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Iowa Votes; Interview With Herman Cain; Interview With Presidential Candidate Rick Perry; Interview with Reince Priebus

Aired January 3, 2012 - 18:00   ET


JOHN KING, CNN ANCHOR: Good evening from the CNN Election Center.

It's nearly zero hour in Iowa, the kickoff point for the 2012 election. That's right. They start voting tonight. As Republicans head to their caucus sites, all eyes are on Mitt Romney. An Iowa is within reach and would make Romney the prohibitive front-runner. Win or lose, his rivals are already sharpening their attacks, among them, Rick Perry who says South Carolina voters won't buy a pig in a poke. The Texas governor among our special guests this hour.

Plus, dramatic pictures that are a warning to any would-be firebugs. Look up before you light up.

We're now just under two hours from the start of Iowa's presidential caucuses, a vote likely to shrink the Republican field and perhaps give us a clear front-runner. Mitt Romney is already predicting -- quote -- "We're going win this thing," but his opponents are promising the former Massachusetts governor will have a much harder time after tonight.

This afternoon the former House Speaker Newt Gingrich told reporters his ads will start drawing -- quote -- "a sharper, clearer contrast with Governor Romney" and on CBS this morning, the former speaker, remember, he's the candidate who keeps promising to stay positive, well, Gingrich called Romney a liar.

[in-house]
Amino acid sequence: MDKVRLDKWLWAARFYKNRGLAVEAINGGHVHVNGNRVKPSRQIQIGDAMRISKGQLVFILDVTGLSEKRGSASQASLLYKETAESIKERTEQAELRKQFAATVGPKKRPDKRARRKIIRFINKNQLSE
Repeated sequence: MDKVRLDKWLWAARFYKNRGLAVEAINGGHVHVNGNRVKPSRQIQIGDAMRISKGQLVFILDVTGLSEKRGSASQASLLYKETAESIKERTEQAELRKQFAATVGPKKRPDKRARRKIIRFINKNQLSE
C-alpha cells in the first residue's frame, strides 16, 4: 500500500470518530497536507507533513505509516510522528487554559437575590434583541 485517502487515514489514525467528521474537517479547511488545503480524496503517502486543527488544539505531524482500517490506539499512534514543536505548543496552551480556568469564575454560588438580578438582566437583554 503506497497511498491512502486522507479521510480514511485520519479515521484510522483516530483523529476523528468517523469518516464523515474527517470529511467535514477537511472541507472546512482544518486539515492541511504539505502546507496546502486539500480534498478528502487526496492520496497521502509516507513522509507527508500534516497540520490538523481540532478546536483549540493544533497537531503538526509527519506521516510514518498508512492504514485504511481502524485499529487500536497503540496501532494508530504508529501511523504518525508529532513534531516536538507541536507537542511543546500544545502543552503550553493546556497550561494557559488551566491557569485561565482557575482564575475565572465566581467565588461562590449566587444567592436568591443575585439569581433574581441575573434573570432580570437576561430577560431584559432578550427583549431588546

QUESTION: Are you calling Mitt Romney a liar?


QUESTION: Why are you saying he's a liar?

GINGRICH: This is a man whose staff created the PAC. His millionaire friends fund the PAC. He pretends he has nothing to do with the PAC. It's baloney. He's not telling the American people the truth. It's just like his pretense that he's a conservative.


KING: Now Governor Romney's laughing off Gingrich's attempt to be more aggressive.


MITT ROMNEY (R), PRESIDENTIAL CANDIDATE: I understand the speaker apparently's angry. And I wish him well. We like he and Callista. And we have got a long road ahead. And hopefully we will be able to connect with the American people in the way that gets the support that we need.


KING: CNN chief political correspondent Candy Crowley spoke with Governor Romney today. She's with us live in Des Moines.

Now, Candy, has to be a great sense of anticipation but also a little bit of anxiety as Governor Romney sees an Iowa win within reach, but remembers four years ago.

CANDY CROWLEY, CNN SENIOR POLITICAL CORRESPONDENT: Absolutely, when he's spent $10 million, only to come in a distant third to Mike Huckabee. So, yes, they are a little burnt by this, but I have to tell you, it is palpable within the Romney campaign that they feel very good about tonight.